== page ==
Usually, “too nice” is not anything I need to worry about being described as. But it turns out that I need to worry about coming across that way in letters of recommendation I solicit from employers and mentors. According to a recent article from Inside Higher Ed, a group of scholars has determined from a study of more than 600 letters that touchy-feely descriptions of individuals are likely to torpedo that person’s job prospects. Because touchy-feely language is girl stuff. Eeeeewww.
From the article:
You are reading a letter of recommendation that praises a candidate for a faculty job as being “caring,” “sensitive,” “compassionate,” or a “supportive colleague.” Whom do you picture?
New research suggests that to faculty search committees, such words probably conjure up a woman — and probably a candidate who doesn’t get the job. The scholars who conducted the research believe they may have pinpointed one reason for the “leaky pipeline” that frustrates so many academics, who see that the percentage of women in senior faculty jobs continues to lag the percentage of those in junior positions and that the share in junior positions continues to lag those earning doctorates.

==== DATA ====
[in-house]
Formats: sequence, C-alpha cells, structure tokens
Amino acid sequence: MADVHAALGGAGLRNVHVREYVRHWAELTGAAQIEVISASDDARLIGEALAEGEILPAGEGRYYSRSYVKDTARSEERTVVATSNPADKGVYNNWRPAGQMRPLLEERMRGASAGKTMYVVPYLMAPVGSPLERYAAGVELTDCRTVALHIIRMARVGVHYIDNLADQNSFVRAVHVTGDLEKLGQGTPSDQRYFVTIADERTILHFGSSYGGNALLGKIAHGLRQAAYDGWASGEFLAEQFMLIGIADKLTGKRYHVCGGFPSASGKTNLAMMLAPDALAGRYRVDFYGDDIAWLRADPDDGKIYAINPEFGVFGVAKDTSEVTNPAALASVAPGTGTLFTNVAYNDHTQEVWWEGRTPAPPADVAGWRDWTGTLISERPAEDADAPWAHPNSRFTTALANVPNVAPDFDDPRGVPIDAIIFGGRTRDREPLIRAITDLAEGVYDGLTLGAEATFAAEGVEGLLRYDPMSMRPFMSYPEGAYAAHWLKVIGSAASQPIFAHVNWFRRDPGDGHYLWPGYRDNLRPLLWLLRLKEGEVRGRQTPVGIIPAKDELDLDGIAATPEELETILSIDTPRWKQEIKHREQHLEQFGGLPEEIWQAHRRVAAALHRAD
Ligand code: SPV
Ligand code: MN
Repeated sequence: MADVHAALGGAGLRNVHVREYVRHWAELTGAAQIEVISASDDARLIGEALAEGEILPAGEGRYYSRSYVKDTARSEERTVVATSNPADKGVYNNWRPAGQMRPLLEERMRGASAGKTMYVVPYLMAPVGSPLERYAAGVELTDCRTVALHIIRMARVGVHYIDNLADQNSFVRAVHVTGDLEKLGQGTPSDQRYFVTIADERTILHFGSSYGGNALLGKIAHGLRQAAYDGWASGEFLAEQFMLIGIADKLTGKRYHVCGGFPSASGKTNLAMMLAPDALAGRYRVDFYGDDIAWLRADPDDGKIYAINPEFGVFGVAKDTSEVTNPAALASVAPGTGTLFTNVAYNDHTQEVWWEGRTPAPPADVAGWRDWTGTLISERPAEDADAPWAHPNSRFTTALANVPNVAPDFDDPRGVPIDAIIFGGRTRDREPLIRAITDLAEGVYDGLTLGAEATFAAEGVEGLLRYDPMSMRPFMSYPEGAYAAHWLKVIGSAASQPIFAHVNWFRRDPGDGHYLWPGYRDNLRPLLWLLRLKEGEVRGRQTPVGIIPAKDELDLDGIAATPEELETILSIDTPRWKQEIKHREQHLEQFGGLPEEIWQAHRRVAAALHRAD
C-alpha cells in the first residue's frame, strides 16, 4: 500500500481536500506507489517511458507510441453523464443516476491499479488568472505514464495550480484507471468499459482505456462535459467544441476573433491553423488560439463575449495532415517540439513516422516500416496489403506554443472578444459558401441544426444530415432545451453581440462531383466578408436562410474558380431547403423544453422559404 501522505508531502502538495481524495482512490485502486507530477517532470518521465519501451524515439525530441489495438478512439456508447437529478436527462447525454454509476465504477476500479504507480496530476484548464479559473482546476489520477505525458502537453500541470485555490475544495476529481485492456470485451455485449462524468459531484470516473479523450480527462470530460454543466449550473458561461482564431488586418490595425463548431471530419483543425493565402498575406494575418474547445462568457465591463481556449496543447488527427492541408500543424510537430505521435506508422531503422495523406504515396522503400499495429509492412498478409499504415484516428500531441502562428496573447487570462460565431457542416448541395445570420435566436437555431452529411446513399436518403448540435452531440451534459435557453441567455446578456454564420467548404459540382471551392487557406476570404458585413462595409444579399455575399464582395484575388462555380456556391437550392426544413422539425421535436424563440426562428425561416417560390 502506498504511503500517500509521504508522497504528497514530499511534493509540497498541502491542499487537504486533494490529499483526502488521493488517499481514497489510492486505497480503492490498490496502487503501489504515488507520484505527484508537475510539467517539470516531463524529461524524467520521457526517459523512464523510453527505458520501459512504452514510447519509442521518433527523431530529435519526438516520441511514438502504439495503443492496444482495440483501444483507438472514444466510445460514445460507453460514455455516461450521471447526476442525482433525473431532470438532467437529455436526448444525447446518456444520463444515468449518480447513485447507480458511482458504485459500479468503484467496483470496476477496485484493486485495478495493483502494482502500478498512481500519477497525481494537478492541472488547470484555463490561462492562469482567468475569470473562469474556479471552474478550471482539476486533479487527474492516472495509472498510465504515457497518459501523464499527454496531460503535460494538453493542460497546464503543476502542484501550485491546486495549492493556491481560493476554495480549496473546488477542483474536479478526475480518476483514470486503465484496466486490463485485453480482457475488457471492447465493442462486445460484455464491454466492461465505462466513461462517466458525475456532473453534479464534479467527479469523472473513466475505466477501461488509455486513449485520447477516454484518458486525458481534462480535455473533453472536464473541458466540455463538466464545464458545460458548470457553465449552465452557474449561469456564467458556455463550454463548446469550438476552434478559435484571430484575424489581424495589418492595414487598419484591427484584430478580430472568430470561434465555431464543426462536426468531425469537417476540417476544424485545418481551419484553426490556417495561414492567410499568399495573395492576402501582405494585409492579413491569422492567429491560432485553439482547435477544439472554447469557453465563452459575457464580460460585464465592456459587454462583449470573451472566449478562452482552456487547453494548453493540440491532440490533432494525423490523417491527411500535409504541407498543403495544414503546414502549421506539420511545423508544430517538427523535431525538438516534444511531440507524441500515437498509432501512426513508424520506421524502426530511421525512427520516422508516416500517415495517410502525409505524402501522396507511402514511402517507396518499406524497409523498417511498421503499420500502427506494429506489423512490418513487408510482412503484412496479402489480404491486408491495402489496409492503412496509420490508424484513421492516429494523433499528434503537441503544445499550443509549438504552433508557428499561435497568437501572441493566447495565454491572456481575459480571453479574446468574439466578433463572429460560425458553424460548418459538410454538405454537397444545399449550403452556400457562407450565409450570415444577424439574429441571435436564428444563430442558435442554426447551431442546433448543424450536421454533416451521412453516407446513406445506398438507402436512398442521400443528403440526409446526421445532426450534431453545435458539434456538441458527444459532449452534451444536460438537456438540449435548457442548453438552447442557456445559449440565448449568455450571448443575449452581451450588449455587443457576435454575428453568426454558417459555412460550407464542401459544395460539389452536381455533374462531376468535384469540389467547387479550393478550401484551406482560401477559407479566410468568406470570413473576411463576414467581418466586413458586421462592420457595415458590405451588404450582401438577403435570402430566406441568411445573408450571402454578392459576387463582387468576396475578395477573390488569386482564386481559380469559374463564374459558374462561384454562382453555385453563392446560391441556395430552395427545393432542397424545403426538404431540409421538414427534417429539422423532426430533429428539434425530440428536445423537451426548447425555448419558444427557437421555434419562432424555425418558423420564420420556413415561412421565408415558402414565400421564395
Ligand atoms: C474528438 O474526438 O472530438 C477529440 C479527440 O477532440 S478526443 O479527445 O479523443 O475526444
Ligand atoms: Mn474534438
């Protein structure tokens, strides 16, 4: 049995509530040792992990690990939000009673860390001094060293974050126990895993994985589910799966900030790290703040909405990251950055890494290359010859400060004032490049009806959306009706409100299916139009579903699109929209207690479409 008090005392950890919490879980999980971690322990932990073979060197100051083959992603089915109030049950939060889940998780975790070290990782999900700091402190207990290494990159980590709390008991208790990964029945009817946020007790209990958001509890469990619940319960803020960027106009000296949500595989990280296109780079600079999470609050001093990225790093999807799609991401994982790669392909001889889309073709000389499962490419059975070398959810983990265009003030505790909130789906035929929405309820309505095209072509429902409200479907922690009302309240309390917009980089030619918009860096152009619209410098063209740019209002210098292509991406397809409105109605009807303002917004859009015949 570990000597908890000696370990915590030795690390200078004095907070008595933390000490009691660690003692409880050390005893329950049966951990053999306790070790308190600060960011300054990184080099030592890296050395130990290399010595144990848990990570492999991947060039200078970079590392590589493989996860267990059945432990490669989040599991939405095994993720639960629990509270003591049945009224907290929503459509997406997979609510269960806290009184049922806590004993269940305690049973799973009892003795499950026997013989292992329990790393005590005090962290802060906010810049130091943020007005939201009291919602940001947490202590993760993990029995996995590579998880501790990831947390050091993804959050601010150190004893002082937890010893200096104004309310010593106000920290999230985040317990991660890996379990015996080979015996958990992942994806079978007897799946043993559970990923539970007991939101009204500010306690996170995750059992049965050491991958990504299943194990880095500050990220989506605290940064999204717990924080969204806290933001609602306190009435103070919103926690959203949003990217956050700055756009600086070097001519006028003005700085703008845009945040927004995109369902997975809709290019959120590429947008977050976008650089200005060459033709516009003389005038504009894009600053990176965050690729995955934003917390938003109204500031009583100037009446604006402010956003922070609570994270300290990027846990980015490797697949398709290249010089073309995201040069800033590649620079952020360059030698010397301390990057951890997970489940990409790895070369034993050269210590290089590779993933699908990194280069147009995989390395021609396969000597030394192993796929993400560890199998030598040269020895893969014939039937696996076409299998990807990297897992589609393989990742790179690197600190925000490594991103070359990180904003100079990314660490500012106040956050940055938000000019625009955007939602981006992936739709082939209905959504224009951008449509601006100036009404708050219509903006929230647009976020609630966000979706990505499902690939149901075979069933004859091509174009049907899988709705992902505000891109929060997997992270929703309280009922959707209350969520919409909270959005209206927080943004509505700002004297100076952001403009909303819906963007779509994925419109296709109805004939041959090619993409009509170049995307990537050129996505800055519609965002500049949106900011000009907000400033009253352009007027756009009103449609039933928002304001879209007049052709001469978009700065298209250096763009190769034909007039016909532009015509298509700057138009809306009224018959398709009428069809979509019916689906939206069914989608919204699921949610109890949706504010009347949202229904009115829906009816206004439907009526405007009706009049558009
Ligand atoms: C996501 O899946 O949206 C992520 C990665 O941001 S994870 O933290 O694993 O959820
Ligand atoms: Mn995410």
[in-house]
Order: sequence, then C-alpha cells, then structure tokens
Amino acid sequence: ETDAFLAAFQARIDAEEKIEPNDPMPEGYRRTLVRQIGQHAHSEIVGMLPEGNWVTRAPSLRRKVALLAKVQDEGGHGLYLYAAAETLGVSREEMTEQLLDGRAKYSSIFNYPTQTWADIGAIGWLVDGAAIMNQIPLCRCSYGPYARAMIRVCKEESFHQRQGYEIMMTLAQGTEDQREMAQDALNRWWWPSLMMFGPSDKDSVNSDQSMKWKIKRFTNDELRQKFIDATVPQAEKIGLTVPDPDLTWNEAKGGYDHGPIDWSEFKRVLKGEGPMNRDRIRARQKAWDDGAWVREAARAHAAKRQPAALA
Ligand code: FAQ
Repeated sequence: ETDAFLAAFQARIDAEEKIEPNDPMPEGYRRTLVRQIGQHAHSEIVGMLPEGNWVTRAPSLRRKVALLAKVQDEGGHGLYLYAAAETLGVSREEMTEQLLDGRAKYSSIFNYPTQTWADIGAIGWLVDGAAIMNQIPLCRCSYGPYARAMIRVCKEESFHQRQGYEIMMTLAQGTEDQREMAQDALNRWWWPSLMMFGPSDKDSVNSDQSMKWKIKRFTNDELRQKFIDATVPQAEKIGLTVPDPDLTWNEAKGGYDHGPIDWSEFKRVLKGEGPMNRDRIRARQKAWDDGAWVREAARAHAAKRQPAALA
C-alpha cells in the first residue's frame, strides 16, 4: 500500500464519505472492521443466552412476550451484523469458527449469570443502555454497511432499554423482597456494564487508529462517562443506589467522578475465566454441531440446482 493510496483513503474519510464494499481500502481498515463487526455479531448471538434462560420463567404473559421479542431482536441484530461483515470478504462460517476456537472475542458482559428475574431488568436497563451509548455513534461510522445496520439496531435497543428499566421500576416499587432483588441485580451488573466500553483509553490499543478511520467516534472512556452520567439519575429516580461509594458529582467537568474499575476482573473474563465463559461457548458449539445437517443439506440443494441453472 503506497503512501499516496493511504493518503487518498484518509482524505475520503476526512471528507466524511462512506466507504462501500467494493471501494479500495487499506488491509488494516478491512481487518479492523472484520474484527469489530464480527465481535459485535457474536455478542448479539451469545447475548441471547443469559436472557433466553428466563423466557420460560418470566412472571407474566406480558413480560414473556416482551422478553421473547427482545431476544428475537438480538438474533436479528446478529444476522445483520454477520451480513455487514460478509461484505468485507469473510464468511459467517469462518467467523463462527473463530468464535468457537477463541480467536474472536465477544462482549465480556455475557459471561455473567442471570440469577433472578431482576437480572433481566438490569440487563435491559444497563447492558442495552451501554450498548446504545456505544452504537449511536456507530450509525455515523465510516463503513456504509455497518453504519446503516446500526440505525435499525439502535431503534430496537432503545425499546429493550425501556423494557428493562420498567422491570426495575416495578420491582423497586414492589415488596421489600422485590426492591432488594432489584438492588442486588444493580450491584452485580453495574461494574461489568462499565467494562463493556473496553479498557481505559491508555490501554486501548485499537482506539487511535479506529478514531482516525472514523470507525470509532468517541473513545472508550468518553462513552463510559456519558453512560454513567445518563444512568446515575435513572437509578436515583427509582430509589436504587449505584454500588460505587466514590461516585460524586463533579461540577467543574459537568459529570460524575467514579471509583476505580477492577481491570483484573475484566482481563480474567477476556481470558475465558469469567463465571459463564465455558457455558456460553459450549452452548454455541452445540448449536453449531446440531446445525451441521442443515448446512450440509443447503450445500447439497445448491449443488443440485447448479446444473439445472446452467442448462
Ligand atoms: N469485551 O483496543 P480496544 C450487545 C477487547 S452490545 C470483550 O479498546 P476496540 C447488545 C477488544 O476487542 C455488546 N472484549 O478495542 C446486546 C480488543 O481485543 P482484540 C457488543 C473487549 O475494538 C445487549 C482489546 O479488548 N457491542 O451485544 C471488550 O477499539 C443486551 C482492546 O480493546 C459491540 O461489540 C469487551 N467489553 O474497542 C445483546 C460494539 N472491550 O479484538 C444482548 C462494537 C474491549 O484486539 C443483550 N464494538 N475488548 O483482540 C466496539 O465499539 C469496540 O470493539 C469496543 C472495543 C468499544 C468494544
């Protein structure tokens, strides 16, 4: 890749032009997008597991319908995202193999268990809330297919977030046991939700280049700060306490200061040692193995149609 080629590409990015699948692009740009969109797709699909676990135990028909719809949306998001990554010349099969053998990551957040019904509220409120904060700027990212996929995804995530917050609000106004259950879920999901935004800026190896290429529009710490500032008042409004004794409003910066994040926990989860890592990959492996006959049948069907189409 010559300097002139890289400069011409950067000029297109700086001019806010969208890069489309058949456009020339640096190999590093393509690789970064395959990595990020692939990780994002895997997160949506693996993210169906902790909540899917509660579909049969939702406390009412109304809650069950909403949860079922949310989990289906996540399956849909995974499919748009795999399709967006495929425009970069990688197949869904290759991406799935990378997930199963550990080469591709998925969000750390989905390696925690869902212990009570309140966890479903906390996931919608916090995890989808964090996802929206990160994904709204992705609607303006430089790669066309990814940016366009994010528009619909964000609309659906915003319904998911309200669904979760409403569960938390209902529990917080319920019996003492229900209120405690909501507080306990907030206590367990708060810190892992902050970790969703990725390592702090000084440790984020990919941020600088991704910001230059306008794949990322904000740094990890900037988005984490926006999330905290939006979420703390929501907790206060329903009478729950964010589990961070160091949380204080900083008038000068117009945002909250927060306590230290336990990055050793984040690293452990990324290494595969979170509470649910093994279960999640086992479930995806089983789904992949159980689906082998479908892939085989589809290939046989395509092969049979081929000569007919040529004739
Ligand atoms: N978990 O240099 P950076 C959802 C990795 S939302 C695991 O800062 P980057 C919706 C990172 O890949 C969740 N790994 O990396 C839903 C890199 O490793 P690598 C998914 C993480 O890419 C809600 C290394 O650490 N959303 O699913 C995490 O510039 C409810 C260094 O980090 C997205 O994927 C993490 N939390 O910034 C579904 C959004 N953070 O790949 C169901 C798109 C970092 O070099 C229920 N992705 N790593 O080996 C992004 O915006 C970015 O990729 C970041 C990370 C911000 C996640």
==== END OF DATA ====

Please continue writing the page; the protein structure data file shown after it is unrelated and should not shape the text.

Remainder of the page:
So, despite the face that more women are earning doctorates (although this is due to a preponderance in the humanities fields), and despite the fact that the terms are not themselves offense–I mean really, who’s going to be upset at being called a “supportive colleague”?–they are penalized for the suggestion of their femaleness. Of course, this penalty applies to men whose letters have this sort of language, although men are more likely to contain what the study calls “agentive” language.
Now, I don’t know what my letters of rec have said, but I do know that as (if?) I apply to positions in the future, I will be forwarding a link to this article to my recommenders and asking them to include–to the degree that they feel is appropriate–”agentive” language.
Fuck. Like I need more double standards in my life.